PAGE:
In a terrifying sequence of events, many passengers found themselves praying, weeping, and bidding their loved ones farewell as their regular commuter helicopter, on its usual route between Vancouver and Victoria, suddenly lurched on its side and started its decent towards the sea. The aircraft was hit by a bolt of lightning on an otherwise ordinary Tuesday morning, turning the routine trip into a harrowing ordeal.
Lecia Stewart, one among the unfortunate passengers, described the feeling of unity that emerged among the strangers seated alongside her, their hands interwoven in solidarity during the distressing situation.
The surprisingly uneventful morning began when the HeliJet flight departed from Vancouver at precisely 9:11 a.m. But as the chopper was crossing the Strait of Georgia, an unexpected bolt of lightning struck with devastating precision, severing off two of the tail rotor blades and effectively short-circuiting the helicopter’s control and navigation systems.
Stewart, a veteran of this helijourney, paints a vivid picture. She articulates, “The ride turned nightmarish as we penetrated a cloud bank off the coast. The confined visibility was nerve-wracking”. She further adds, “Following a loud bang and a brilliant flash on the helicopter’s left side, the chopper began to oscillate violently like a rock in turbulent water”.
The dual-engine civilian helicopter, Sikorsky S-76, with its control systems down and navigation instruments obsolete, began to roll sideways from a staggering height of approximately 4,200 feet.
In the face of impending doom, Stewart recounts the words exchanged in the cockpit. “When we emerged from the cloud bank, the pilot managed to announce over the loud thrum of the chopper that he could regain control using the hydraulics, despite the total electronics debacle”.
The pilots, though momentarily blind without navigational equipment, relied on visual markers to steer the severely damaged aircraft towards Victoria.
Stewart, a first-row passenger, describes the rest of the descent as a rough tumble. “We kept free-falling and swaying irregularly. Fearing the worst, the two men seated behind me made heartbreaking farewell calls to their wives.”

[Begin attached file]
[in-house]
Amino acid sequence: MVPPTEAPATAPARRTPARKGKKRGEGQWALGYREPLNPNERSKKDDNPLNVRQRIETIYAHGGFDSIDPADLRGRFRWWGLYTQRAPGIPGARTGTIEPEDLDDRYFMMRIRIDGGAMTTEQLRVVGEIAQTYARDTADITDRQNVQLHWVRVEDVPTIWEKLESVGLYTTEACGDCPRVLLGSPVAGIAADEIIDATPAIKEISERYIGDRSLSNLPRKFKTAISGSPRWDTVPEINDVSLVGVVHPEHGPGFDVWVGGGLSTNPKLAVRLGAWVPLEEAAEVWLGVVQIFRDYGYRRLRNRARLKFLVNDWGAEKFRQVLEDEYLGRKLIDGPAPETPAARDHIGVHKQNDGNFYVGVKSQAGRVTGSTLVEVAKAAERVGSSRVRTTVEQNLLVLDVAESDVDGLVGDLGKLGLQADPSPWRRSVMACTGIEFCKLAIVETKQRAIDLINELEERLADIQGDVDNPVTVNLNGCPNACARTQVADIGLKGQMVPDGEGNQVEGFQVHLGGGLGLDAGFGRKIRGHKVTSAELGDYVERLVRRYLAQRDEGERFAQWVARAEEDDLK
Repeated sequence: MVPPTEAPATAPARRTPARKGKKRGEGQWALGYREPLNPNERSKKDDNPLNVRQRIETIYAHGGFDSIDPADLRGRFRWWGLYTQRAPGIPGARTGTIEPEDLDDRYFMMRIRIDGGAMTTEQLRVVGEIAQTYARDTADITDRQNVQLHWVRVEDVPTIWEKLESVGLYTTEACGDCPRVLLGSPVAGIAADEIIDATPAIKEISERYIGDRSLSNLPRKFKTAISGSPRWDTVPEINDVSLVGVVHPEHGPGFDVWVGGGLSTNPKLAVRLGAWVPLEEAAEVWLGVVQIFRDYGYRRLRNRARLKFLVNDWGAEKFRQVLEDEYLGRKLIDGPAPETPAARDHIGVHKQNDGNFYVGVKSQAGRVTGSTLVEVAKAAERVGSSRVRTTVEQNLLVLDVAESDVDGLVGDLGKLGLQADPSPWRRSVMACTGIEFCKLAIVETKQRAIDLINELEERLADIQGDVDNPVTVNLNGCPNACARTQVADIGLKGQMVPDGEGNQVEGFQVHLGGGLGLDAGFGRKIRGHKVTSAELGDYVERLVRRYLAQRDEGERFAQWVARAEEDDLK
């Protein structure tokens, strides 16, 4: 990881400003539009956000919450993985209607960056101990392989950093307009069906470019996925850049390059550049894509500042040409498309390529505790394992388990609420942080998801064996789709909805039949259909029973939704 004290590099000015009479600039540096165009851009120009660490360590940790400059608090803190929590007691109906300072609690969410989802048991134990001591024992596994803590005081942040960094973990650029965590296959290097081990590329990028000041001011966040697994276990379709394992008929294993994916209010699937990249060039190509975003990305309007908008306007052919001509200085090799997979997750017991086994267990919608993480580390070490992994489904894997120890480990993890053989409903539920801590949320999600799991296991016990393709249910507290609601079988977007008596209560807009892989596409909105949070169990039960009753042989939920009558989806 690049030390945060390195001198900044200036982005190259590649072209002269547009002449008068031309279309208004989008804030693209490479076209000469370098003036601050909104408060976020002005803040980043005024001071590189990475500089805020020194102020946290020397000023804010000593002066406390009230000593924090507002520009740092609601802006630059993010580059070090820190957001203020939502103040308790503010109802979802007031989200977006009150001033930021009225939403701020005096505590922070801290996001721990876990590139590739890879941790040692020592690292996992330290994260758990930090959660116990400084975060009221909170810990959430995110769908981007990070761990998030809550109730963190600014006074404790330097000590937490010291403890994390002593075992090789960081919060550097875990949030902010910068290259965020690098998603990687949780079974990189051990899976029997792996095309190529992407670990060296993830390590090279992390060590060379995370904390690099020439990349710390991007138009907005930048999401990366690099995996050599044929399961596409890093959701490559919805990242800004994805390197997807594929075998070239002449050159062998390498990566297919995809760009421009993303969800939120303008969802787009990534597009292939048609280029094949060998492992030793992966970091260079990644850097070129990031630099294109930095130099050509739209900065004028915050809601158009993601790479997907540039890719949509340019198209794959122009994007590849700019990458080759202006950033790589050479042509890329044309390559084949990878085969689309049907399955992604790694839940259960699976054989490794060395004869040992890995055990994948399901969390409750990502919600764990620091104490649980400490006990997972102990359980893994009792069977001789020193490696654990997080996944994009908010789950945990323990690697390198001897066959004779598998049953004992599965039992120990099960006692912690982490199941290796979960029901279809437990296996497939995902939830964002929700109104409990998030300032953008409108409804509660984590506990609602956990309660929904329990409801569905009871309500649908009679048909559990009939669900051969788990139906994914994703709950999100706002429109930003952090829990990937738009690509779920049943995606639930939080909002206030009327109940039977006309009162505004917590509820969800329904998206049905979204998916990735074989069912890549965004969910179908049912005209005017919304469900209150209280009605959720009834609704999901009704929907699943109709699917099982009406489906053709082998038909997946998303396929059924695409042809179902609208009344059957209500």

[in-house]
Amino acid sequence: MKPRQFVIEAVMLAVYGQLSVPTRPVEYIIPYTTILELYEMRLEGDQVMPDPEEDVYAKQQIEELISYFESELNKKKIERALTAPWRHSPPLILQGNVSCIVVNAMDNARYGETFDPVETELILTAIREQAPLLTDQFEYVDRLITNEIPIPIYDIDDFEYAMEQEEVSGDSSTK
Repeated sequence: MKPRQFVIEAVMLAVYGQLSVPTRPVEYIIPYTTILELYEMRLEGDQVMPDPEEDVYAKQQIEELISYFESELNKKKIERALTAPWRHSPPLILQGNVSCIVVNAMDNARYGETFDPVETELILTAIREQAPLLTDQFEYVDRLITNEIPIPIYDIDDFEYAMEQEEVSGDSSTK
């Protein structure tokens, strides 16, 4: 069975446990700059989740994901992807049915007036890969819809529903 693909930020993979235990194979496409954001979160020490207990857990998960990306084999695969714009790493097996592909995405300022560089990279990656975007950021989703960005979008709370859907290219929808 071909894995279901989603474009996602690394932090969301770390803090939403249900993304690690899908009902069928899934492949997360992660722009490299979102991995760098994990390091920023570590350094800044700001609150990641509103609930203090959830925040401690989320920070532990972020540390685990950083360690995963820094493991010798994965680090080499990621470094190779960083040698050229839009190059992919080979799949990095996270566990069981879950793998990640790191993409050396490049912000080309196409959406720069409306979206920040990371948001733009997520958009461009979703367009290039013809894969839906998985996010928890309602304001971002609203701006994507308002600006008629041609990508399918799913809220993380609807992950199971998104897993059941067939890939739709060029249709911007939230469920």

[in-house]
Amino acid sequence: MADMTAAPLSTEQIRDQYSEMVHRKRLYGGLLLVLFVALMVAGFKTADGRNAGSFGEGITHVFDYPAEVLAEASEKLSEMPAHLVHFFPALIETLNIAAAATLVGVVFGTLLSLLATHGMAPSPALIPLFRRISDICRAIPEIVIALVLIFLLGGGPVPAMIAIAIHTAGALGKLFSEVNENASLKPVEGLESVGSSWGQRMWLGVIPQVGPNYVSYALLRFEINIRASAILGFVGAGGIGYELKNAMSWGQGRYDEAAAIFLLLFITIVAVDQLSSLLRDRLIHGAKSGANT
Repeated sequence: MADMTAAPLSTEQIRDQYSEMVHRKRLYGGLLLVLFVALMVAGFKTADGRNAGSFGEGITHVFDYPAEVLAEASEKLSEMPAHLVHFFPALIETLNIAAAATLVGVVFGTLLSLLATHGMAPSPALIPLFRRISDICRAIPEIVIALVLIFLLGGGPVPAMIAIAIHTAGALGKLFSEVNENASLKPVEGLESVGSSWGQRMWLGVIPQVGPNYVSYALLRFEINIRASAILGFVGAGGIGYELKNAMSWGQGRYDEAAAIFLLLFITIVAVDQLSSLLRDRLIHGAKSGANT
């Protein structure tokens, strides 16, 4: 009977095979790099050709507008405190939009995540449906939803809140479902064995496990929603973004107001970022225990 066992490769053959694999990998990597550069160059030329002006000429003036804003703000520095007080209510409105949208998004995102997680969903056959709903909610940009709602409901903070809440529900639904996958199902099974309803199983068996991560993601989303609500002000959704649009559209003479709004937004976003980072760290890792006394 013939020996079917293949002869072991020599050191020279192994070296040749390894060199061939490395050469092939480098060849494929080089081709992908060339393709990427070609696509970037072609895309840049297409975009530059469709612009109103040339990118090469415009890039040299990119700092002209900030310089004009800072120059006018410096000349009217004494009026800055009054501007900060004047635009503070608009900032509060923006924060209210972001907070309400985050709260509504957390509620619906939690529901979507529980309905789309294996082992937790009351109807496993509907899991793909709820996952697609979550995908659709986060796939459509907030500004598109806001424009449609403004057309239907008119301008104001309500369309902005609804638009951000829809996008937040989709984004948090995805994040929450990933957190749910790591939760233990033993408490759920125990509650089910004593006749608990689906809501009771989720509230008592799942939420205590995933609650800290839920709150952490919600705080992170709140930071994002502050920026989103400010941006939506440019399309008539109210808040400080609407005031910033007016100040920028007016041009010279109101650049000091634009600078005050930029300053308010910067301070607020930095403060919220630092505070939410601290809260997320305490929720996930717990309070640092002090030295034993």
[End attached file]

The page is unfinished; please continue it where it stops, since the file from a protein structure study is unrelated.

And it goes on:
In an extraordinary display of skill and composure, both pilots and all 12 passengers disembarked safely on reaching Victoria. Daniel Sitnam, HeliJet’s president, and CEO confirmed that no physical harm had befallen on anyone aboard.
Post-landing, the senior pilot briefed the passengers, clarifying how he had deftly manipulated the manual hydraulic system to land.
Consequently, a bond of shared horror and survival formed among the passengers, resulting in an exchange of business cards with a promise to stay connected.
Amidst varying reports of the weather conditions and the bolt out of the blue, the incident is under detailed scrutiny. HeliJet is in active collaboration with Canada’s Transportation Safety Board to probe further into the terrifying event and the thrashing endured by the helicopter.
The haunting experience has affected Stewart deeply, leading her to abandon her flight plans and seek the relative comfort of a ferry ride home that evening.
The HeliJet management acknowledged the prevailing weather warnings and high winds on the coast at Victoria. However, they highlighted the rarity of the lightning strike, observing no other instances before or after the event.
The incident reverberates with stiff reminders about awareness and safety measures in aviation. Only after a comprehensive examination of all aspects, such as the proximity of the flight route to stormy areas and the severity of the weather, will it be possible to deduce the chain of events that lead to such a traumatic experience. Precipitous conclusions could prematurely point fingers, instead of allowing for a full understanding of the situation.